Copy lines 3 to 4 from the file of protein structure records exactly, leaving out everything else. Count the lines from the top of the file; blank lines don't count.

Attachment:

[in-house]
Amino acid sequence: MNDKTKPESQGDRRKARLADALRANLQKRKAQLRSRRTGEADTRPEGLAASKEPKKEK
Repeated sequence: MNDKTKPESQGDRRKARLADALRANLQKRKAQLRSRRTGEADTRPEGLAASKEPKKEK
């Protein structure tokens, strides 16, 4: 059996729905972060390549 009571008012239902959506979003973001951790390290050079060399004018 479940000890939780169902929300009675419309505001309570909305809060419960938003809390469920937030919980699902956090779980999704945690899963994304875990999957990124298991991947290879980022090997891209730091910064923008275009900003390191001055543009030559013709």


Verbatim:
Repeated sequence: MNDKTKPESQGDRRKARLADALRANLQKRKAQLRSRRTGEADTRPEGLAASKEPKKEK
């Protein structure tokens, strides 16, 4: 059996729905972060390549 009571008012239902959506979003973001951790390290050079060399004018 479940000890939780169902929300009675419309505001309570909305809060419960938003809390469920937030919980699902956090779980999704945690899963994304875990999957990124298991991947290879980022090997891209730091910064923008275009900003390191001055543009030559013709």